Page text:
It’s all so simple: great impact makes for great golf. This little infomercial completely ignores the factors that lead to a great impact position. That is a different and considerably more complicated process. BC was a great college player, never a particularly good pro, and never got away from the TGM nonsense. Total bust of an article.

  18. RG

    Jan 3, 2018 at 12:41 pm

    Great article Bobby, and right on point. Tiger was longoff the tee and with the irons, but his greatness came because he could get up and down out of a garbage can and in his prime he was the best putter ever, period. When I watched Tiger deteriorate I watched a man who was trying to do things that just aren’t necessary. There is no reason to hit all nine shots with perfect mastery, you just need a couple that are really good. Tiger used to have beautiful rhythm and tempo to his swing, then it disappeared. His confidence was supreme in his prime. I stood next to him at the Tavistock and watched him hit a pitch shot (that he chunked) and he looked more nervous than I get. If he stays within himself and finds the back of the ball with the smoothness he used to have, it’s game on.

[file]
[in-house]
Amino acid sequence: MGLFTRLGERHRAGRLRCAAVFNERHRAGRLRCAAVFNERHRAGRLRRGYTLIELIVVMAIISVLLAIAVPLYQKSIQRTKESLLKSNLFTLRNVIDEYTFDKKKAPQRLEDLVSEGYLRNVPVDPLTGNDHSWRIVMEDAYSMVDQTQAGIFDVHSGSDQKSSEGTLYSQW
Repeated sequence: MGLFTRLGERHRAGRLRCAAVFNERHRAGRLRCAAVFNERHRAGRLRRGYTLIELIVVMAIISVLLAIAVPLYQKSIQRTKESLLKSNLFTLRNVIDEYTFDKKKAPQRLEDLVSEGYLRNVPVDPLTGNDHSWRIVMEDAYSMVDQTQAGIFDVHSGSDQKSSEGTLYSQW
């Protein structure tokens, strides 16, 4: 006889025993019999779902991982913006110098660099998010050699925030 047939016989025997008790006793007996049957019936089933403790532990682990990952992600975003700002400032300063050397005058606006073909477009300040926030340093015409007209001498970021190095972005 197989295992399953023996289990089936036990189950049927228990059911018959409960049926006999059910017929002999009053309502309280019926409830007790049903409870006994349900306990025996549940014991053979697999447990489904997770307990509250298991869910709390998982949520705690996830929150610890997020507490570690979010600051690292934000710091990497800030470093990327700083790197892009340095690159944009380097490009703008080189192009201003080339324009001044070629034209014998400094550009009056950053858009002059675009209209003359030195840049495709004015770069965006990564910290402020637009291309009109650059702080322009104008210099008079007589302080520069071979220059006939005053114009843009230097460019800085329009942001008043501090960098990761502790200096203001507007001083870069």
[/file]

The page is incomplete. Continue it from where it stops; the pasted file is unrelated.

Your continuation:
19. juststeve

    Jan 3, 2018 at 12:36 pm

    Another Clampett article that’s really all about Clampett.

  20. mwf0001

    Jan 3, 2018 at 11:51 am

    What Tiger needs to do is find consistency, especially off the tee. Why was he so good for so many years in the early 2000s? It’s because he had consistency off the tee. He used to have a go to shot with the stinger, whether with the 2 iron or the 3 wood. He almost never missed a fairway with those two clubs. That instilled confidence in the rest of his game and took the pressure off of the rest of his game, especially the driver. Why he ever got away from hitting those shots is beyond me. He was already the best iron player in the game, and he was already the best putter in the game. The only thing missing was consistency off the tee. In my opinion, in order for Tiger to get back to being a force on the PGA Tour, he needs to rekindle his flame with the stinger. Find fairways and let the rest of your game speak for itself.